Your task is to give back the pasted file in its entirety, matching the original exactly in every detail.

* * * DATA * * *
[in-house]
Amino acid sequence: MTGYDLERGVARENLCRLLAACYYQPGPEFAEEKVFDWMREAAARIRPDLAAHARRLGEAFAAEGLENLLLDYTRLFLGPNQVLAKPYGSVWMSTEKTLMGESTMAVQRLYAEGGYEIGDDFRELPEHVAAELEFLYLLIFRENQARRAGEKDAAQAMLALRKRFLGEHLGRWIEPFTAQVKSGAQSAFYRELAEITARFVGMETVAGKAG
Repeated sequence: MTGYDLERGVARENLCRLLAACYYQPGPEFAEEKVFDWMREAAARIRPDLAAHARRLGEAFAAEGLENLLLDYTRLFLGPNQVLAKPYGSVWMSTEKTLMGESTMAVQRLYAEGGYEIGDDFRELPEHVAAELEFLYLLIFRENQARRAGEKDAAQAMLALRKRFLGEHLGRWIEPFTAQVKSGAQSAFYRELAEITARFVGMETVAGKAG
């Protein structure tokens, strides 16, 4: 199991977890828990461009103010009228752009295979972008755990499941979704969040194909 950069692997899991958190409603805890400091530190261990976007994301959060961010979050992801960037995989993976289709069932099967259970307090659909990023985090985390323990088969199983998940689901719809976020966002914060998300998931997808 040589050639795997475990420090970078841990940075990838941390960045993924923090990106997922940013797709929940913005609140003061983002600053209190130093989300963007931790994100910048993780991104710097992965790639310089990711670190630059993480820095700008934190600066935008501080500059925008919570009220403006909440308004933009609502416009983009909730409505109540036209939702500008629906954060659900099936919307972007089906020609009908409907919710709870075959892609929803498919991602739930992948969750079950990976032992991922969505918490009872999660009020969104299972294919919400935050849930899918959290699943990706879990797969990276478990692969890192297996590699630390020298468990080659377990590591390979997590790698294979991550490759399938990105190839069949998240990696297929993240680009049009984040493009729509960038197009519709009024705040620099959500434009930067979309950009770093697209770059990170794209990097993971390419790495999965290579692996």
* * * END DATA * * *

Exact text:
[in-house]
Amino acid sequence: MTGYDLERGVARENLCRLLAACYYQPGPEFAEEKVFDWMREAAARIRPDLAAHARRLGEAFAAEGLENLLLDYTRLFLGPNQVLAKPYGSVWMSTEKTLMGESTMAVQRLYAEGGYEIGDDFRELPEHVAAELEFLYLLIFRENQARRAGEKDAAQAMLALRKRFLGEHLGRWIEPFTAQVKSGAQSAFYRELAEITARFVGMETVAGKAG
Repeated sequence: MTGYDLERGVARENLCRLLAACYYQPGPEFAEEKVFDWMREAAARIRPDLAAHARRLGEAFAAEGLENLLLDYTRLFLGPNQVLAKPYGSVWMSTEKTLMGESTMAVQRLYAEGGYEIGDDFRELPEHVAAELEFLYLLIFRENQARRAGEKDAAQAMLALRKRFLGEHLGRWIEPFTAQVKSGAQSAFYRELAEITARFVGMETVAGKAG
């Protein structure tokens, strides 16, 4: 199991977890828990461009103010009228752009295979972008755990499941979704969040194909 950069692997899991958190409603805890400091530190261990976007994301959060961010979050992801960037995989993976289709069932099967259970307090659909990023985090985390323990088969199983998940689901719809976020966002914060998300998931997808 040589050639795997475990420090970078841990940075990838941390960045993924923090990106997922940013797709929940913005609140003061983002600053209190130093989300963007931790994100910048993780991104710097992965790639310089990711670190630059993480820095700008934190600066935008501080500059925008919570009220403006909440308004933009609502416009983009909730409505109540036209939702500008629906954060659900099936919307972007089906020609009908409907919710709870075959892609929803498919991602739930992948969750079950990976032992991922969505918490009872999660009020969104299972294919919400935050849930899918959290699943990706879990797969990276478990692969890192297996590699630390020298468990080659377990590591390979997590790698294979991550490759399938990105190839069949998240990696297929993240680009049009984040493009729509960038197009519709009024705040620099959500434009930067979309950009770093697209770059990170794209990097993971390419790495999965290579692996």